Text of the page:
Carbon taxes would destroy the delivered fuel business by intentionally making the products too expensive, leaders of state trade associations say.
“It is probably the biggest issue that is going to face the heating oil and propane industries as well as the motor fuels industry, going forward,” said Jamie Py, president, and CEO of the Maine Energy Marketers Association, based in Brunswick, Me.
Calls for a carbon tax have been made repeatedly in the New England states and elsewhere.
The Massachusetts Senate in June approved a carbon fee designed to encourage “low-emissions lifestyles and business practices,” reported The Republican, a newspaper in Massachusetts. If the bill passes the House and becomes law, it would require the governor’s office to develop carbon pricing for the transportation sector by the end of 2020, for commercial buildings and industrial processes by 2021 and for residential buildings by the end of 2022, according to The Republican.
In Rhode Island last year, the General Assembly passed, and the governor signed, a bill authorizing a study to examine a statewide carbon-pricing program. The study was supposed to be led by the state Office of Energy Resources (OER), but there was no funding, reported ecoRI News, a newsletter published by ecoRI, a non-profit environmental watchdog group. Carol Grant, OER commissioner, said her office is hoping to get funding soon, ecoRI News reported in June, noting that the cost of the study is between $150,000 and $250,000.
In Connecticut a bill introduced early this year would add a tax of 17 to 39 cents per gallon to heating oil in its first five years, according to StoptheCarbonTax.weebly.com, a website maintained by the Connecticut Energy Marketers Association. Some 25 members of the association testified against the bill and it eventually “died in committee,” said Chris Herb, president of CEMA, based in Cromwell, Conn. But the legislator who introduced the bill said he planned to re-introduce it, Herb said.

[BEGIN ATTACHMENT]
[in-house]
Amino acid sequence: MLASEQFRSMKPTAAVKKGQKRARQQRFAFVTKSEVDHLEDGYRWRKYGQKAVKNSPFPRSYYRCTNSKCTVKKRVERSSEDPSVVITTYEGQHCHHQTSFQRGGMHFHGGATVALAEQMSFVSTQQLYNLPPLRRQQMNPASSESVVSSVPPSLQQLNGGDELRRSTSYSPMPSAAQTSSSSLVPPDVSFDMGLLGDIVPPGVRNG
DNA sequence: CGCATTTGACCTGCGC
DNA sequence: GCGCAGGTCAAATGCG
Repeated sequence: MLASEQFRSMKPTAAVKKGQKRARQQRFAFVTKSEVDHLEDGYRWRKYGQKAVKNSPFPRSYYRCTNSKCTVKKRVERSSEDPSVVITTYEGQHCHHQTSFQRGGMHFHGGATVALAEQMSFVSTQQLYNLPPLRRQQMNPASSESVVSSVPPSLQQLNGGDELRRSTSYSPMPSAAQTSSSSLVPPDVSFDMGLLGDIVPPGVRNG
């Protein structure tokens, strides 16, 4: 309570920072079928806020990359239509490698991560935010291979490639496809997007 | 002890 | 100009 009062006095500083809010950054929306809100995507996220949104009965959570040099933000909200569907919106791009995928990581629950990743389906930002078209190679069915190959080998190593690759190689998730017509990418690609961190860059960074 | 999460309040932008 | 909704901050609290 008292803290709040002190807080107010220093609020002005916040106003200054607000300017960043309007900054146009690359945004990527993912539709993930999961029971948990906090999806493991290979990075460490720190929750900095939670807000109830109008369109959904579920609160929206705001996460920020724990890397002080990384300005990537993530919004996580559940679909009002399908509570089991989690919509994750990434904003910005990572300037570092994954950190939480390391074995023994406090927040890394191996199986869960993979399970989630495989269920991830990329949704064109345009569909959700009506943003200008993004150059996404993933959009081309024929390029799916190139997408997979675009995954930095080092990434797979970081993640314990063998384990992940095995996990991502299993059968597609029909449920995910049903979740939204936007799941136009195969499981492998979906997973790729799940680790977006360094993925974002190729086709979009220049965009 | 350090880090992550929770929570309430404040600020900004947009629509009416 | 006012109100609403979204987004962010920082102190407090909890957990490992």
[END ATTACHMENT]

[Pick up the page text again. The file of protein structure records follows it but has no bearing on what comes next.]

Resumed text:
Herb called the proposed carbon tax “punishing.” If enacted, fuel prices would go up, and those who could afford to would probably buy electric vehicles to avoid higher fuel taxes, Herb said. “But if you’re a single mom, working poor, and just trying to get back and forth to work, you don’t have the money to go out and buy an electric vehicle to avoid higher taxes.”
At the Northern New England Energy Conference at Mill Falls at the Lake, Meredith, N.H., June 24-26, Py, Robert J. Sculley, executive director of the Energy Marketers Association of New Hampshire, and Matt Cota, executive director of the Vermont Fuel Dealers Association, gave presentations on the calls for carbon taxes in their respective states.
Maine’s state constitution would limit the scope of a carbon tax, Py said. “Legally, our motor fuels tax is constitutionally protected to go to highways,” Py said. But proponents could impose a carbon tax on heating oil and propane and natural gas, he noted.
In Maine, proposals for a carbon tax arise in the context of electrification as a goal for the state, Py said. “The carbon tax is simply a way of increasing the price of heating oil and gasoline and diesel fuel to be uncompetitive relative to the alternative which is going electric,” Py said. Every year bills are introduced to promote electric heat pumps, he said. “Maine has a faction that would love to eliminate heating oil.”
Some advocates for a carbon tax regard it as a parallel to the Regional Greenhouse Gas Initiative, or RGGI, a cap-and-trade agreement designed to curtail power plant emissions, Py noted. “That’s already in place in New England and that’s essentially a carbon tax for electric generators—to drive the electric generators to use renewables.”
Vermont has debated about eight different carbon tax proposals over the past four years, Cota of the Vermont association, headquartered in Berlin, Vt., said in an interview. The proposals ranged from “legislative initiatives drafted by lawmakers in Montpelier and various studies and press conferences and ad campaigns trying to promote a carbon tax,” Cota said.